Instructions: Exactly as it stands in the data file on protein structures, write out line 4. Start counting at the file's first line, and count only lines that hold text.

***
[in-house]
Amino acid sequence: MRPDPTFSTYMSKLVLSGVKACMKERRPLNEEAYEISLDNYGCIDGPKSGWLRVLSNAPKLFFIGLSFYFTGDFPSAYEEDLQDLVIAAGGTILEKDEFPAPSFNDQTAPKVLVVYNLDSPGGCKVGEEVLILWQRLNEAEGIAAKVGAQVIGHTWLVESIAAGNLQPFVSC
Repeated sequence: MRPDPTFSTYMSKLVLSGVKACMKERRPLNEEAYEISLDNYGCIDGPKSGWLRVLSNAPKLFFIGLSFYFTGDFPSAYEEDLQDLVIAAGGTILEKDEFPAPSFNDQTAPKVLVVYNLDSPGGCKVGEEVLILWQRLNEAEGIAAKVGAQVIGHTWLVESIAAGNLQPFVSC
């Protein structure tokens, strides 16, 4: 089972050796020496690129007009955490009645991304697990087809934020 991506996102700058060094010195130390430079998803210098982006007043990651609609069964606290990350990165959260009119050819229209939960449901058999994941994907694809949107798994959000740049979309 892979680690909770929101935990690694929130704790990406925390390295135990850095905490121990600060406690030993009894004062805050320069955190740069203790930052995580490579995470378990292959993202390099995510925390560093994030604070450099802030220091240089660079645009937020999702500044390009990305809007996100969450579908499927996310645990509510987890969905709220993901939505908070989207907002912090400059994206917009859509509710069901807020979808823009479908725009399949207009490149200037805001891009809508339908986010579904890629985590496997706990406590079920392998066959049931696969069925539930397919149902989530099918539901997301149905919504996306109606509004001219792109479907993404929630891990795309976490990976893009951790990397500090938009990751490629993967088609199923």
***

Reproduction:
């Protein structure tokens, strides 16, 4: 089972050796020496690129007009955490009645991304697990087809934020 991506996102700058060094010195130390430079998803210098982006007043990651609609069964606290990350990165959260009119050819229209939960449901058999994941994907694809949107798994959000740049979309 892979680690909770929101935990690694929130704790990406925390390295135990850095905490121990600060406690030993009894004062805050320069955190740069203790930052995580490579995470378990292959993202390099995510925390560093994030604070450099802030220091240089660079645009937020999702500044390009990305809007996100969450579908499927996310645990509510987890969905709220993901939505908070989207907002912090400059994206917009859509509710069901807020979808823009479908725009399949207009490149200037805001891009809508339908986010579904890629985590496997706990406590079920392998066959049931696969069925539930397919149902989530099918539901997301149905919504996306109606509004001219792109479907993404929630891990795309976490990976893009951790990397500090938009990751490629993967088609199923």